Turning to the Gulf—where regime change has not been a component of the landscape—Abi Ali said that construction will continue to be a strong sector for Abu Dhabi, while for Saudi Arabia a combination of mining and hydrocarbon projects and a push to create a regional rail network would create significant business opportunities. Here, close connections to the ruling political and business elites that would mitigate risks from corruption and administrative delays are likely to provide the best recipe for success.
Significant challenges nevertheless remain. In Egypt, a Muslim Brotherhood-Salafist-led government “may seek to renegotiate some of the energy and mining contracts signed by the Mubarak government, in order to secure for the state a better share ofproduction and profits”. This would have negative implications for existing foreign investors, although it may also create opportunities for new entrants.
Libya, for its part, is threatened by the prospect of the country splitting into a Tripoli-led western half and a Benghazi-led eastern half, with security and oil revenues being the leading driver of this dynamic. “If the Tripoli government doesn’t manage to integrate militias into some form of national formation, and doesn’t offer the east a greater say in how revenues from oil extracted from there are spent, the risk of Benghazi aiming for secession rather than autonomy will increase,” said Abi Ali.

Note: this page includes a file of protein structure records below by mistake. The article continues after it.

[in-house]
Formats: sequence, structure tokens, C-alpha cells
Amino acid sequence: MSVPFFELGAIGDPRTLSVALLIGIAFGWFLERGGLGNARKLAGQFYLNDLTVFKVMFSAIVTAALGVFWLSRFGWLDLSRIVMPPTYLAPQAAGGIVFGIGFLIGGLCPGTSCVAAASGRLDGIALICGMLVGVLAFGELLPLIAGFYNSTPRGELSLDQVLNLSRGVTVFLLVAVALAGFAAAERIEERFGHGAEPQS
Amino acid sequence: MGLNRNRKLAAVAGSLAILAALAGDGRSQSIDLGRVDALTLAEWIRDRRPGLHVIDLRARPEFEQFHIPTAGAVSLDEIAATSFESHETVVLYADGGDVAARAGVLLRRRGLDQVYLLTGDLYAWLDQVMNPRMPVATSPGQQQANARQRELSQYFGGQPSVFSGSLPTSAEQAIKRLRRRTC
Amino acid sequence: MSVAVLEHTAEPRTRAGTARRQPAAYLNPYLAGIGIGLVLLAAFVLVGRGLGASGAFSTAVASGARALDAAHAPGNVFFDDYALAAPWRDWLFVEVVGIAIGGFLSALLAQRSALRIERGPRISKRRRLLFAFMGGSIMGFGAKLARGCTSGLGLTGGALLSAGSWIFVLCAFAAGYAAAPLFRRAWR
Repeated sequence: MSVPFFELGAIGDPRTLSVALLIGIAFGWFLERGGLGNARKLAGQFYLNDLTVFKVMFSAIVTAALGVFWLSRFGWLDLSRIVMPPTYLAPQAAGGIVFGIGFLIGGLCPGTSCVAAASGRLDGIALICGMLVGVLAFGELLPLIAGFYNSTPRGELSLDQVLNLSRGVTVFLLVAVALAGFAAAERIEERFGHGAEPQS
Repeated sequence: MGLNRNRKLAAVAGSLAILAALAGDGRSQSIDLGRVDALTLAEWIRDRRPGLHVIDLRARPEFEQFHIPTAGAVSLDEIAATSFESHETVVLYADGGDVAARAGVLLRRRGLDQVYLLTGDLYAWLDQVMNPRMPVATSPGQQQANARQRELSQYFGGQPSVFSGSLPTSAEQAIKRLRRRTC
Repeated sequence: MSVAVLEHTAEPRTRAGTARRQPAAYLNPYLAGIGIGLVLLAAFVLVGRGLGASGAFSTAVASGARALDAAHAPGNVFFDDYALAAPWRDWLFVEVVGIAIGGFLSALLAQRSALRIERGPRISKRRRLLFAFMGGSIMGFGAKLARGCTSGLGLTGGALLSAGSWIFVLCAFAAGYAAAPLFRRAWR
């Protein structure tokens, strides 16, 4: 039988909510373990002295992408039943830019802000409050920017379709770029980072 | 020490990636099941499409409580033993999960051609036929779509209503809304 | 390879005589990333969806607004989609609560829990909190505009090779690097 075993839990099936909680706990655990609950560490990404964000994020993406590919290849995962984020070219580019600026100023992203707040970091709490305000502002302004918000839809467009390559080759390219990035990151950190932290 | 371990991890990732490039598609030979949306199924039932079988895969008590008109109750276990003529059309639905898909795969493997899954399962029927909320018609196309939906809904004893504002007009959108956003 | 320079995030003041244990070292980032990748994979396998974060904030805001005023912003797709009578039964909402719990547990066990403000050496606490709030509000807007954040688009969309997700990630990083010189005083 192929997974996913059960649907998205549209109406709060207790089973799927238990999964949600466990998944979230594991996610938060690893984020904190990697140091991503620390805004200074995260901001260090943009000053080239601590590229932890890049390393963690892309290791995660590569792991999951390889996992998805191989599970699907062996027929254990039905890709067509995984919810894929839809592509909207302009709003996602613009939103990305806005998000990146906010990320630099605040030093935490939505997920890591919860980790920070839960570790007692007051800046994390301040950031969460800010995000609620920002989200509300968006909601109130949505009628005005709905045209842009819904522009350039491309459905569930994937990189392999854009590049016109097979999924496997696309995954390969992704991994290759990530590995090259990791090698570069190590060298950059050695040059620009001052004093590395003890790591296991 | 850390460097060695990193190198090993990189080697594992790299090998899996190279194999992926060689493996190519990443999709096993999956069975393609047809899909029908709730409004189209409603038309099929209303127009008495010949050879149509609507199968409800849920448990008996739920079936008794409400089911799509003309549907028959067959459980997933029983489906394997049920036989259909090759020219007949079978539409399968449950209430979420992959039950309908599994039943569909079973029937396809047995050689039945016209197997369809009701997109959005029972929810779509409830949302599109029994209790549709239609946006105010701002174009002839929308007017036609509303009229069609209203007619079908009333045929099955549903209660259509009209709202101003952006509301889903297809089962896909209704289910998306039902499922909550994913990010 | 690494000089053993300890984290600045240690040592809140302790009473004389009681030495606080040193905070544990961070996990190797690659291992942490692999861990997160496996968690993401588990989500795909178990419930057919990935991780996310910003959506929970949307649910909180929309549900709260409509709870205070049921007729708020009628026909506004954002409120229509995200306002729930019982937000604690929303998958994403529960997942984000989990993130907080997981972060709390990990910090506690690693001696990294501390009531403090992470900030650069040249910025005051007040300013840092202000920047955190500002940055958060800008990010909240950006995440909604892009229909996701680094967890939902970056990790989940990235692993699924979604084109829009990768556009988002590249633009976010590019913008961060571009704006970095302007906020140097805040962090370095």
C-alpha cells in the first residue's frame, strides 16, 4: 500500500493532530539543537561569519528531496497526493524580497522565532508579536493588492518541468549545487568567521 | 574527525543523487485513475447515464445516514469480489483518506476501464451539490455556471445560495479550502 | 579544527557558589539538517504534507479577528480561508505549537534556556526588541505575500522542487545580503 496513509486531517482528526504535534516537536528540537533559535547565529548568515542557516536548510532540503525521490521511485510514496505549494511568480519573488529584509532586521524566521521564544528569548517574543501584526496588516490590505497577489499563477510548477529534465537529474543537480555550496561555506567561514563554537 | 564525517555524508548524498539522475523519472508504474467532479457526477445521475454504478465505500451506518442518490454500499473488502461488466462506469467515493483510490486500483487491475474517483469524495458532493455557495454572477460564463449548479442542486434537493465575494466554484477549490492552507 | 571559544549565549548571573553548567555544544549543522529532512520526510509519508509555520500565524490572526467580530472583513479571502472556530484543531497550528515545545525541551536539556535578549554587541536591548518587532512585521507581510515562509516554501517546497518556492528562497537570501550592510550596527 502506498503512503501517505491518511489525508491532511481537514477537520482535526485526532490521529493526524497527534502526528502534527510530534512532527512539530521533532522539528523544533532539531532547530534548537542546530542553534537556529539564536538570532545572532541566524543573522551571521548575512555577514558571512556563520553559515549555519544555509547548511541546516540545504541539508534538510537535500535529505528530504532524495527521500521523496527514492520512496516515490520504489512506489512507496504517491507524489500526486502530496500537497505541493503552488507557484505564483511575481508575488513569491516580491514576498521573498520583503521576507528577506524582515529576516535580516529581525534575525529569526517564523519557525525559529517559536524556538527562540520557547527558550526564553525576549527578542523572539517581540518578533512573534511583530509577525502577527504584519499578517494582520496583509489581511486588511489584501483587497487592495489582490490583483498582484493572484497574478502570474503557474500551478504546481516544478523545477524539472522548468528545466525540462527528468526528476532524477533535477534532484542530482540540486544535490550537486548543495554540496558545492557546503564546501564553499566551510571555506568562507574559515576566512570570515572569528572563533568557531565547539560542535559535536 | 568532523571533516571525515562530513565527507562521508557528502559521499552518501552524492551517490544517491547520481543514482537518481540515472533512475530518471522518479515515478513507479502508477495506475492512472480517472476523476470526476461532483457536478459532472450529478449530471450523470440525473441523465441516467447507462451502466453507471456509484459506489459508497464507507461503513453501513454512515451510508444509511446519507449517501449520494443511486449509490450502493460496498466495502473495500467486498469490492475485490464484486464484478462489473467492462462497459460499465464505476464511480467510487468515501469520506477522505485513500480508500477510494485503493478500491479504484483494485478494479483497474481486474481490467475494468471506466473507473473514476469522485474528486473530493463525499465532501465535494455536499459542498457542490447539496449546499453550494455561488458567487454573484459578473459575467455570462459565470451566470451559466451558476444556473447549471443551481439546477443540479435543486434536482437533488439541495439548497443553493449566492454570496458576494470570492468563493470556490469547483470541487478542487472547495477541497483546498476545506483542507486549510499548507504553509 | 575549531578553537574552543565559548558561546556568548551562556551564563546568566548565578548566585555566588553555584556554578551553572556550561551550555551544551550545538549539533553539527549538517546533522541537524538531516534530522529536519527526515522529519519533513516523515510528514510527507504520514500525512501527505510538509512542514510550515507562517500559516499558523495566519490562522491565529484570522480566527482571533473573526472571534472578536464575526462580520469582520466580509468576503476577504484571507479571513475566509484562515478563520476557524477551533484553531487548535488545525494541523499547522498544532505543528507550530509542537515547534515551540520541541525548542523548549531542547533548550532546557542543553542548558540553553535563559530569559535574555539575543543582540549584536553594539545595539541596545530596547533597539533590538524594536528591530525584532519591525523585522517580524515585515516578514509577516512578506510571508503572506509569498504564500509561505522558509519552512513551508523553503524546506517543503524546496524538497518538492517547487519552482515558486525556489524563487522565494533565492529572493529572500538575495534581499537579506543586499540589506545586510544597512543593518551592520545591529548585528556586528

With the majority of the country’s oil fields in the east, secession by the Benghazi-led eastern half could have significant security implications. Although worrying, such a development could present oil companies with the opportunity to establish potentially lucrative contracts with the Benghazi-led faction, Abi Ali said. Finally, Iran will continue to be a significant regional concern. As Abi Ali outlined, the country can expect “more sanctions and more isolation” as it builds its nuclear capabilities. A likely strike by Israel would serve only to “delay, not end, its nuclear ambitions”, he said, with the reality being that the “world will have to accommodate a nuclear-capable Iran”. Such an outcome would have long-lasting implications for regional dynamics and stability and would probably “spur a regional race for the acquisition of nuclear technology”.
Addressing future concerns, Abi Ali said that the MENA region’s future will depend very much on how economies such as Egypt, Libya and Tunisia “end up being managed after this transition”. The Egyptian and Tunisian governments have given “some indications that they will try to run their economies well”, but he added that the issue of regional demographics would place considerable pressure on future development.
States in the region have increasingly large urban populations that are “educated and underemployed, which is a recipe for civil unrest”. Unless governments attend to “basic living standards, housing, health care and sanitation”—and there are moves afoot in many states to address such concerns —there is potential for further unrest as a young, educated, but disgruntled population seeks to redress its grievances through the ballot box. However, “if protests and elections fail, then a turn to militancy would be more likely”.
It seems that a mixed picture will remain the order of the day for the MENA nations.